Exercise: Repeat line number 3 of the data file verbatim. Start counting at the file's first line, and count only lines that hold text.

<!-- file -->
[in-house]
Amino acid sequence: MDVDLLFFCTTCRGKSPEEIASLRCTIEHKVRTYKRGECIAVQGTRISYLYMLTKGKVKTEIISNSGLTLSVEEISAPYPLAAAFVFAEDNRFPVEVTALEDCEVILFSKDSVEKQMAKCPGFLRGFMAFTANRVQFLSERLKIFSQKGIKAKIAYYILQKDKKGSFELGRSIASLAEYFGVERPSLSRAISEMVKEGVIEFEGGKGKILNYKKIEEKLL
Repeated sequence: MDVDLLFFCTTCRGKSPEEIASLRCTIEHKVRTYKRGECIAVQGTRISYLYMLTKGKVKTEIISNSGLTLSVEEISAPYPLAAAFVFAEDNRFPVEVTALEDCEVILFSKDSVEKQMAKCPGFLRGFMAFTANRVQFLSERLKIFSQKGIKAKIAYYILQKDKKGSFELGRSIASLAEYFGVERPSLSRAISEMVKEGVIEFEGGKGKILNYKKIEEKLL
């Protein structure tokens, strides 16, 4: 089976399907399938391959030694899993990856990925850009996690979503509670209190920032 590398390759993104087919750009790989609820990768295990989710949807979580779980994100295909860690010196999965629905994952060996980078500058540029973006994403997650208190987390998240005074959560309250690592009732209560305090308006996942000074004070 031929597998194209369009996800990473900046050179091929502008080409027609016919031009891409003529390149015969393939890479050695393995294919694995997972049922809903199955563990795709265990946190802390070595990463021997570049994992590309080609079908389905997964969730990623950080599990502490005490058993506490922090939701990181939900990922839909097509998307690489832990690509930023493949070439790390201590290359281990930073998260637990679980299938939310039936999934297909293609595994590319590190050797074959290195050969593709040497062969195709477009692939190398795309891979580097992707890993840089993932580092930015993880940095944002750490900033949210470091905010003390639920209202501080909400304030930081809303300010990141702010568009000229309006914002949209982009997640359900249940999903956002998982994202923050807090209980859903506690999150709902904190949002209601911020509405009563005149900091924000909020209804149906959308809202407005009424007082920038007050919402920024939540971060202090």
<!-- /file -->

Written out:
Repeated sequence: MDVDLLFFCTTCRGKSPEEIASLRCTIEHKVRTYKRGECIAVQGTRISYLYMLTKGKVKTEIISNSGLTLSVEEISAPYPLAAAFVFAEDNRFPVEVTALEDCEVILFSKDSVEKQMAKCPGFLRGFMAFTANRVQFLSERLKIFSQKGIKAKIAYYILQKDKKGSFELGRSIASLAEYFGVERPSLSRAISEMVKEGVIEFEGGKGKILNYKKIEEKLL